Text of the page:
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Books Books 11 - 20 of 60 on They were not the effect of their fears but of their security. They who carried on....
" They were not the effect of their fears but of their security. They who carried on this system looked to the irresistible force of Great Britain for their support in their acts of power. They were quite certain that no complaints of the natives would... "
A dictionary, geographical, statistical, and historical, of the various ... - Page 52
by John Ramsay M'Culloch - 1851
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A Compendium of the History of Ireland: From the Earliest Period to the ...

John Lawless - Ireland - 1823
...victors delighted to trample upon, and were not at all afraid to provoke. They were not the effect of their fears, but of their security. They who carried...looked to the irresistible force of Great Britain for support in their acts of power. They were quite certain that no complaint of the natives would be heard...
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The New Monthly Magazine, Volume 11

Thomas Campbell, Samuel Carter Hall, Edward Bulwer Lytton Baron Lytton, William Harrison Ainsworth, Theodore Edward Hook, Thomas Hood - 1824
...and scorn towards a conquered people, whom the victors delighted to trample upon, and were not at all afraid to provoke. They were not the effects of their...force of Great Britain for their support in their acts of power. They were quite certain that no complaints of the natives would be heard on this side...
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The New Monthly Magazine, Volume 11

Thomas Campbell, Samuel Carter Hall, Edward Bulwer Lytton Baron Lytton, William Harrison Ainsworth, Theodore Edward Hook, Thomas Hood - 1824
...victors delighted to trample upon, and were not at all afraid to provoke. They wero not the cflects of their fears, but of their security. They who carried...force of Great Britain for their support in their acts of power. They were qukc certain that no complaints of the natives would be heard on this side...
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Absenteeism

Lady Morgan (Sydney), Sir Thomas Charles Morgan, Sydney Owenson (afterwards Lady Morgan.) - Absentee landlordism - 1825 - 159 pages
...and scorn towards a conquered people, whom the victors delighted to trample upon, and were not at all afraid to provoke. They were not the effects of their...force of Great Britain for their support in their acts of power. They were quite certain that no complaints of the natives would be heard on this side...
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The Repealer's Manual; Or, Absenteeism: the Union Re-considered, Volume 1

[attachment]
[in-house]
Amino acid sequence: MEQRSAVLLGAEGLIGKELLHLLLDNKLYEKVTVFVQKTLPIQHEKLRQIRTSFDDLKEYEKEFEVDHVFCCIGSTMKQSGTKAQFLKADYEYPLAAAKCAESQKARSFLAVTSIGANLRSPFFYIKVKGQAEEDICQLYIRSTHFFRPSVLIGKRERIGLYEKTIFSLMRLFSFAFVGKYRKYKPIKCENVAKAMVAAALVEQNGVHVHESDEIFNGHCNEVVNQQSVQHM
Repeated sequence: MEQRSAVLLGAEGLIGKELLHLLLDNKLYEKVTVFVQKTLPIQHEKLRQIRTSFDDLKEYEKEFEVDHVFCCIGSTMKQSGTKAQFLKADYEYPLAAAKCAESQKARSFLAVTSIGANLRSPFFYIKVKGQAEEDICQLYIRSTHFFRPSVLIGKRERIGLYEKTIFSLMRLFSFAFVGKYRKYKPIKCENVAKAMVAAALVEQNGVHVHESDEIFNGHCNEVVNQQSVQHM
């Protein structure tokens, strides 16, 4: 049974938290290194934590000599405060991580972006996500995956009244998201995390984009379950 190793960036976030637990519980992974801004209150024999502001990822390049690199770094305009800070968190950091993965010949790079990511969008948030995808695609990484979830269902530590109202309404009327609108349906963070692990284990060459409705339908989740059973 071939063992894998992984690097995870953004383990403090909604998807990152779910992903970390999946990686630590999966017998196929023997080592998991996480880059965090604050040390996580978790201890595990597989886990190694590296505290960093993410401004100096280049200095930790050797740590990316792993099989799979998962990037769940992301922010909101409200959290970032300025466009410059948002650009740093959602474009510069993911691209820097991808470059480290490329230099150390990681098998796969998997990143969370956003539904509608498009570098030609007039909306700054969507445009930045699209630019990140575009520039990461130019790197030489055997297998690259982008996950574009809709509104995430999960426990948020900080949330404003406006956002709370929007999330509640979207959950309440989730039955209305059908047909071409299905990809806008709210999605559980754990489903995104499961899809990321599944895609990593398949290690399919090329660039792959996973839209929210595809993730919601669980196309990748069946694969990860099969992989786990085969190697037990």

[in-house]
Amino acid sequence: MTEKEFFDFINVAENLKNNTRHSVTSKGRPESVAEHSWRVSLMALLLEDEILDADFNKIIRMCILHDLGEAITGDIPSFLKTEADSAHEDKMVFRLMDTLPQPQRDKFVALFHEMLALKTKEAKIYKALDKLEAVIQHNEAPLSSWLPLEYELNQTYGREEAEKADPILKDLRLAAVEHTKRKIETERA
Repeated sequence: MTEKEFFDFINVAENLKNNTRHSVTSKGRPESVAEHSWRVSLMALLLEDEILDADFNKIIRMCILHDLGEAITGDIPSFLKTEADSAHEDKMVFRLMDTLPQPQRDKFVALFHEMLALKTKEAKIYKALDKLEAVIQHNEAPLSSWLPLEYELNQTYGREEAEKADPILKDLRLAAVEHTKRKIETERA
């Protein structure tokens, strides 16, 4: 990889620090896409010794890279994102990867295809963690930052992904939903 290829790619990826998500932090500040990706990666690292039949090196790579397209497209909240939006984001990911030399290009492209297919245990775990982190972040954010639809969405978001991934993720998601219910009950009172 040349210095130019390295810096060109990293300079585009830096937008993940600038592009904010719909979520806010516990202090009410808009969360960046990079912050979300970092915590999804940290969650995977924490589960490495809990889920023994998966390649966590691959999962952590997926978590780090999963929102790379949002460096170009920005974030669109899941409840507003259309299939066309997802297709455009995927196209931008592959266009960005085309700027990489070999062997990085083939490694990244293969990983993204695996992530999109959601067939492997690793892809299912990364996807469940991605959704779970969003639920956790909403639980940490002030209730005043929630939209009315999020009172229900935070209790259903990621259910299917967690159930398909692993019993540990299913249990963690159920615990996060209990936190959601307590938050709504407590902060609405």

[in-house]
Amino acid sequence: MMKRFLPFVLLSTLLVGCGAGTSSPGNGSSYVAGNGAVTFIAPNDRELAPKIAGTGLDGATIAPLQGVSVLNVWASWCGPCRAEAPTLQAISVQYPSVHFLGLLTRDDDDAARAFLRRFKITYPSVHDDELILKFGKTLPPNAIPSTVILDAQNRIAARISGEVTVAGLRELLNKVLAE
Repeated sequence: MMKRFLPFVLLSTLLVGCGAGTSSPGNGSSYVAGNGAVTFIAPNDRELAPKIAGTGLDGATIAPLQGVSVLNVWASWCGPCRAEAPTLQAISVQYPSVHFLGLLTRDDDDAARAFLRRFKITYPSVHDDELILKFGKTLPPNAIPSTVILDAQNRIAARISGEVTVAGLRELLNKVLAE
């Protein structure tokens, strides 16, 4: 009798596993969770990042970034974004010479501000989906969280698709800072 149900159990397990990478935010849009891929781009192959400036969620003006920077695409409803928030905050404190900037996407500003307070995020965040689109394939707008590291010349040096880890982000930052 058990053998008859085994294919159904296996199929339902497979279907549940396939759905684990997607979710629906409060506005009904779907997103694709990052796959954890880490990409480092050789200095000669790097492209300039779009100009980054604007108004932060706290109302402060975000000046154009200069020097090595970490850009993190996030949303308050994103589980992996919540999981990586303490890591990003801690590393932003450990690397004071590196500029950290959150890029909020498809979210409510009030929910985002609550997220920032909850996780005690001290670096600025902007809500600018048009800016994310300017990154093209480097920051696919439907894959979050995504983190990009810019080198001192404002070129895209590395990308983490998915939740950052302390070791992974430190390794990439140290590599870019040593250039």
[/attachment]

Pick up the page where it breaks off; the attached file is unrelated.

William Joseph Battersby - Absentee landlordism - 1833
...and scorn towards a conquered people, whom the victors delighted to trample upon, and were not at all afraid to provoke; they were not the effects of their...force of Great Britain for their support, in their acts of power : they were quite certain that no complaints of the natives would be heard on this side...
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The Works of Edmund Burke, Volume 2

Edmund Burke - Great Britain - 1834
...to trample upon, and were not at all afraid to provoke. They were not the effect of their fears hut of their security. They who carried on this system, looked to the irresistihle force of Great Britain for their support in their acts of power. They were quite certain,...
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The Works of Edmund Burke: With a Memoir, Volume 2

Edmund Burke - English literature - 1835
...victors delighted to trample upon, and were not at all afraid to provoke. They were not the effect abilities the total incfficacy acts of power. They were quite certain, that no complaints of the natives would be heard on this side...
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Hansard's Parliamentary Debates

Great Britain. Parliament - Great Britain - 1837
...victors delighted to trample upon, and were not at all afraid to provoke. They were not the effect of their fears but of their security. They who carried...force of Great Britain for their support in their acts of power. They were quite certain that no complaints of the natives would be heard on this side...
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The Works of Edmund Burke, Volume 3

Edmund Burke - Great Britain - 1839
...victors delighted to trample upon, and were not at all afraid to provoke. They were not the effect of their fears but of their security. They who carried...force of Great Britain for their support in their acts of power. They were quite certain, that no complaints of the natives would be heard on this side...
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M'Culloch's Universal Gazetteer: A Dictionary ..., Volume 2, Part 1

John Ramsay McCulloch - Geography - 1844
...and scorn toward« a conquered people whom the victors delighted to trample upon, and were not at all afraid to provoke. They were not the effects of their...fears, but of their security. They who carried on thie system looked to the irresistible force of Great Britain for their support In their acte of power."...
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